The science of timber preservation is relatively new. However, many timber sash windows of the 18th and 19th centuries continue to provide excellent service. In contrast, some of the new timber windows of the 1960s and 70s are already deteriorating.

Part of the reason for this situation lies in the choice of timber. Heartwood, from the centre of the tree, is naturally durable, and should always be preferred. Since 1945 it has been common practice to use poor quality wood for many joinery tasks. It is therefore important to retain old joinery wherever it is sound, or, if repair or replacement is necessary, to ensure that the wood chosen is heartwood or, at the very least, well-treated sapwood. It is not true that all modern softwood is low-grade: British, Scandinavian, and North American softwood from farmed, properly managed sources can still last for decades and even centuries, particularly if treated before use.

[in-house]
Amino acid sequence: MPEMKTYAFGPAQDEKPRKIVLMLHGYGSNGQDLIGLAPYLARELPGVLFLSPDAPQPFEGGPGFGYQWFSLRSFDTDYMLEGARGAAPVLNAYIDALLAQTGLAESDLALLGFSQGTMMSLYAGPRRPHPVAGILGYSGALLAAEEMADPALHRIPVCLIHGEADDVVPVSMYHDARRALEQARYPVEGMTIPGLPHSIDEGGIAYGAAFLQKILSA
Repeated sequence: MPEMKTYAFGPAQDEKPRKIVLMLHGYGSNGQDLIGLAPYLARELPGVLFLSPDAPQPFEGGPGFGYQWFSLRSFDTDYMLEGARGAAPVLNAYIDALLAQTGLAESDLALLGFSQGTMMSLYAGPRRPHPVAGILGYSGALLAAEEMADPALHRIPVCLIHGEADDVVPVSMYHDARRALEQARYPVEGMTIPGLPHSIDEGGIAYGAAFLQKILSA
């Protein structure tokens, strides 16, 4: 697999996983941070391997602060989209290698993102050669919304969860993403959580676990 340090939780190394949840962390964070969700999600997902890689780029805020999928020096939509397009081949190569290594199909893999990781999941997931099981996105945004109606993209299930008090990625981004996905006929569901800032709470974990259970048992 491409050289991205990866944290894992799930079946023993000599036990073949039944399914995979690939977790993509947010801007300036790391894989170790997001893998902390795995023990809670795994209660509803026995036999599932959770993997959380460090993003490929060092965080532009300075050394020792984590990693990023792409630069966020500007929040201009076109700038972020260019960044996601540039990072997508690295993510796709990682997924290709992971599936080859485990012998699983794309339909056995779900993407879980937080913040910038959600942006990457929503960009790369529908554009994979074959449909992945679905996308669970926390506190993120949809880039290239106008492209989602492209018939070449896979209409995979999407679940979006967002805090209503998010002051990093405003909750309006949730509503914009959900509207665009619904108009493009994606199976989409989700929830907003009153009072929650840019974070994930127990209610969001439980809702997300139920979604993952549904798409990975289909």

When repairing window joinery, it is always a good idea to deal with the source of the problem, such as water ingress first. If  you need to apply preservative treatments, these can be brushed onto the affected area after the decayed wood is has been cut out. A more sophisticated method is pressure-inject organic, solvent-based preservative into the timber through non-return valves, which are later filled. This is best done by a specialist and is not really economical for fewer than 5 windows.

The insertion of preservative rods containing water soluble chemicals (usually boric acid), which diffuse into the surrounding timber is also highly effective, but again is best carried out by an experienced person.

For more detailed advice on timber improvement services, please contact Timeless Wood Windows.